Although researchers strive to optimize support exchanges, support providers' experiences have largely been overlooked. To identify optimal support from the perspective of the support provider, the current research compared support providers' perceptions of touch and verbal support provision. In Experiment 1, participants were less stressed when they imagined their spouses requesting touch support (versus verbal support). This effect was explained by support providers' perceptions that touch support is less difficult and less likely to produce unintended negative consequences than verbal support and their greater self-efficacy to provide touch support. In Experiment 2, participants who imagined providing touch support (versus verbal or no support) in response to their partner's request anticipated less stress and greater relationship quality while providing support. Greater anticipated security and perceptions that touch support is less difficult and less likely to produce negative consequences explained these effects. Experiment 3 compared requests for touch support, general verbal support, and specific verbal support to test whether the benefits of touch support are explained by specificity. Participants viewed touch support as less difficult to provide and felt particularly special and secure when imagining providing touch support, which indirectly contributed to greater motivation to provide support, less anticipated stress, and greater anticipated relationship quality. Despite support provision deficits among insecurely attached participants, findings were consistent across attachment orientation. This research highlights support providers' experiences and adds to the literature demonstrating benefits of interpersonal touch.

Condom Use at Coitarche Among Men in Non-Steady Relationships in the United States, 2006–2013
Brian Nguyen & Caroline Violette
Journal of Adolescent Health, forthcoming

Purpose: Using U.S. National Survey of Family Growth (NSFG) data from 2006 to 2013, we characterized men aged 15–44 years who reported not using a condom at their first vaginal intercourse (coitarche), while in a non-steady relationship with a female partner.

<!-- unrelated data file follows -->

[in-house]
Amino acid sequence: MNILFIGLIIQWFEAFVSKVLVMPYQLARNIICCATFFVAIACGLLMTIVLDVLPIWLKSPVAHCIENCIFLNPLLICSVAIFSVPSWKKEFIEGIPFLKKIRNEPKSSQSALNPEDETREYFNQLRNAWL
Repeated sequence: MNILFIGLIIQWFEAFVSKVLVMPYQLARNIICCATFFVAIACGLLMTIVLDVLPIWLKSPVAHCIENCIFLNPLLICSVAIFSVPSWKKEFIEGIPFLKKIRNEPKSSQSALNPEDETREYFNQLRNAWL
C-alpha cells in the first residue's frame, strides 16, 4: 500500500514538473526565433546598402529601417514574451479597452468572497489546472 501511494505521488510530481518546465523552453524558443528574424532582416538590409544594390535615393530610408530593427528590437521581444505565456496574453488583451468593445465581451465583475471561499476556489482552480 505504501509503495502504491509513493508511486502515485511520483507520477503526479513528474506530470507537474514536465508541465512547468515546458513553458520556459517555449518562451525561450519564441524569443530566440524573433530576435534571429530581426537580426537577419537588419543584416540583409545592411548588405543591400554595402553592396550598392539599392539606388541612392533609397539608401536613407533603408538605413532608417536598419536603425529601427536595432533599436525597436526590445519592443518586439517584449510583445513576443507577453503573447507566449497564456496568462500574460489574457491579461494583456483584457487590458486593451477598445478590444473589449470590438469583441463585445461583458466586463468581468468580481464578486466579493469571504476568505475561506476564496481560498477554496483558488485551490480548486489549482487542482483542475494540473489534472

Methods: Men who reported ever having intercourse were asked about male and female contraceptives used at coitarche. Analysis was restricted to respondents whose first sexual relationship was reported as non-steady, thereby comprising a population for whom condoms are recommended for preventing both pregnancy and sexually transmitted infections. Demographic and behavioral factors were examined against condom use, with significant associations included in multivariable logistic regression. We additionally describe young men’s receipt of various components of sex education prior to coitarche.

Results: Nearly half (43%) of men aged 15–44 in the U.S. reported not using a condom at coitarche during a non-steady relationship. Among these men, coitarche was reported on average at 16 years old; more than one third (37%) endorsed mixed feelings or not wanting to have sex at the time. Older men (adjusted odds ratio [adjOR] 1.07, 95% confidence interval [CI] 1.06–1.08), as with men from earlier National Survey of Family Growth cycles, were increasingly likely to have reported unprotected coitarche. Similarly, men reporting coitarche before the age of 15 (adjOR 2.39, 95% CI 1.99–2.87) or having a younger sex partner at coitarche (adjOR 1.73, 95% CI 1.11–2.69) were more likely to have not used condoms. About three quarters of men received at least some form of sex education prior to coitarche.

Bullying in schools and LGBTQ+ youth mental health: Relations with voting for Trump
Steven Hobaica et al.
Analyses of Social Issues and Public Policy, forthcoming


The current study utilized the 2018 Washington State Healthy Youth Survey to explore the relations among school district political attitudes, bullying experiences, and mental health outcomes, particularly for lesbian, gay, bisexual, transgender, and queer (LGBTQ+) students. Although bullying was associated with greater psychological distress (i.e., anxiety, depression, and suicidality) for all students, LGBTQ+ students experienced more bullying and psychological distress. Bullying experiences mediated the relation between LGBTQ+ identity and psychological distress. However, school district voting record moderated the relation between LGBTQ+ identity and bullying, such that LGBTQ+ students in more conservative districts, or districts with more votes for Donald Trump in the 2016 election, experienced more bullying, which was associated with greater psychological distress. Additionally, increased teacher intervention during instances of bullying was related to less bullying for LGBTQ+ students. Finally, in more conservative-leaning districts, LGBTQ+ students reported less teacher intervention, which was associated with more bullying and psychological distress. Given that political conservatism was related to higher rates of bullying and poorer mental health outcomes for LGBTQ+ students, we recommend improving school-based LGBTQ+ bullying policies to prioritize the mental health of LGBTQ+ youth.